It was the Metropolitan Opera’s season-opening gala but you didn’t have to stroll down the red carpet to enjoy the Met’s production of Madama Butterfly. A giant screen, with projection equipment provided by Scharff Weisberg, was set up on the Lincoln Center plaza for a simulcast of the tragic Puccini opera staged by motion picture director Anthony Minghella (The English Patient). The Panasonic, NASDAQ, and Reuters screens at Times Square also beamed the production to a blocked-off section of the Square.
The opening-night performance, the first new production to inaugurate a Met season in two decades, marks the beginning of the Peter Gelb era; Gelb is the 16th general manager in the Met’s 123-year history. The outdoor crowd at Lincoln Center was estimated at 3,000 people.
Planning for the challenging evening began with Scharff Weisberg consulting with the Met’s technical department on the screen type and construction. They opted for Gerriets International Gray Screen on a 36x20-foot frame built by the Met’s scenic department. Scharff Weisberg specified, installed, and aligned two Christie Roadie 25K projectors, which were chosen for their bountiful 25,000 lumen light output and native 2k resolution.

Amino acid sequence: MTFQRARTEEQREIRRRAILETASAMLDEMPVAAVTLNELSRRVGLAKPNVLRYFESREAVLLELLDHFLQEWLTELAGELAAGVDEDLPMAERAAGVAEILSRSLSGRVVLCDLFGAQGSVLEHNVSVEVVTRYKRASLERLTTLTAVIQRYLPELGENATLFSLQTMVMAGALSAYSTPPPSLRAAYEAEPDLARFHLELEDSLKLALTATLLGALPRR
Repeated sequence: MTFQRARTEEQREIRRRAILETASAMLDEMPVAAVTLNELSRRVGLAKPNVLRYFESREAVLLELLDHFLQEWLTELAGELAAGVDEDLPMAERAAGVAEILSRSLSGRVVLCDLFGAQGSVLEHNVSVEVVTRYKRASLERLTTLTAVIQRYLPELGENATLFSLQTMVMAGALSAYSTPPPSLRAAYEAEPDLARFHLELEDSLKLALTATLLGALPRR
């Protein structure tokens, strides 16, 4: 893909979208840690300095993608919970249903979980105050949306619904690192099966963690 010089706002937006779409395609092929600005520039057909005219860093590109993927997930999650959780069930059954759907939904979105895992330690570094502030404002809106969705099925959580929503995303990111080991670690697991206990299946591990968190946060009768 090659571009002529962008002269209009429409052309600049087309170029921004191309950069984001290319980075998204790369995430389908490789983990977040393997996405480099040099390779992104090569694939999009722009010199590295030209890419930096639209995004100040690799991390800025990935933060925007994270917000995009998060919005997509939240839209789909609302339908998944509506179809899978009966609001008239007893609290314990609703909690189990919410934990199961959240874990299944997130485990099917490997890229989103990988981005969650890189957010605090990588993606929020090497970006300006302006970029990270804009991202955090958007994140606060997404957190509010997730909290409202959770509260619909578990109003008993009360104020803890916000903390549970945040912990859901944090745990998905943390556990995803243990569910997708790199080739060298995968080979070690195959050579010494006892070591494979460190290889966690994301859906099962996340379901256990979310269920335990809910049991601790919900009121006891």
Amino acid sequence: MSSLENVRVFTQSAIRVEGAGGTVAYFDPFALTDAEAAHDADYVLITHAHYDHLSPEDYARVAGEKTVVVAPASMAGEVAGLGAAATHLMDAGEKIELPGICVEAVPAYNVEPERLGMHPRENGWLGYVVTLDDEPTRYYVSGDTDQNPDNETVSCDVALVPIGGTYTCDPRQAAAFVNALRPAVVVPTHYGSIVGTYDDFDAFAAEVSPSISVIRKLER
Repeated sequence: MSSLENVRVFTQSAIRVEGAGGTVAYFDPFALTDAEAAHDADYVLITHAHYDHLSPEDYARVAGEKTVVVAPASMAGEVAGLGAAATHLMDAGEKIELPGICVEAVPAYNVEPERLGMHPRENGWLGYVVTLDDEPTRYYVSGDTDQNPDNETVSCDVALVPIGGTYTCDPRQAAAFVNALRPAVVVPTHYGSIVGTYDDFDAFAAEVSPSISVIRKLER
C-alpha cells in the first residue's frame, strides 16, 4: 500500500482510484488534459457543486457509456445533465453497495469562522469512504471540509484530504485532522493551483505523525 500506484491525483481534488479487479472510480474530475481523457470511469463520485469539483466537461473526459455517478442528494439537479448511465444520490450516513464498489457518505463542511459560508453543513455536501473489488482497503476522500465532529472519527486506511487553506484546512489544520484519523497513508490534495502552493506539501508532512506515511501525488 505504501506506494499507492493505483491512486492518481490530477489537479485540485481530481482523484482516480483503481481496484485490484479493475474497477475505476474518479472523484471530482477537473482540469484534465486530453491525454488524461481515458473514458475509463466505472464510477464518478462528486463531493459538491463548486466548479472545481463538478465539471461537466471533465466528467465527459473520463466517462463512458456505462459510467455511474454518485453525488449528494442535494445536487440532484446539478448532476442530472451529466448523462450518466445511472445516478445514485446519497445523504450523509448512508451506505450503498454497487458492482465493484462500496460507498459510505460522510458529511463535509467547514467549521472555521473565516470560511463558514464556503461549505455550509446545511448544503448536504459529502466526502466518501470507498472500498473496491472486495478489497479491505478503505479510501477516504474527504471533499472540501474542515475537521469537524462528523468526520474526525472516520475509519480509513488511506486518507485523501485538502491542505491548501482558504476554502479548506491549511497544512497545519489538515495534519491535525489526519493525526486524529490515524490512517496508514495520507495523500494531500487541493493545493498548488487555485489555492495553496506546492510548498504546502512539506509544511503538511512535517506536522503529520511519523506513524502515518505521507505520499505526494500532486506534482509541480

With the sun scheduled to set at 6:40pm that evening and the curtain at 6:30pm, there was plenty of apprehension that light output from the two projectors would not be sufficient to offset the remaining daylight. In actuality, the image, which originated from All Mobile Video’s HD truck “Was certainly acceptable during the first act, and, as it became darker, the image was truly cinematic,” recalls Scharff Weisberg president Josh Weisberg. “Sitting outside watching Madama with 3,000 of our closest friends was a fine way to spend an evening.”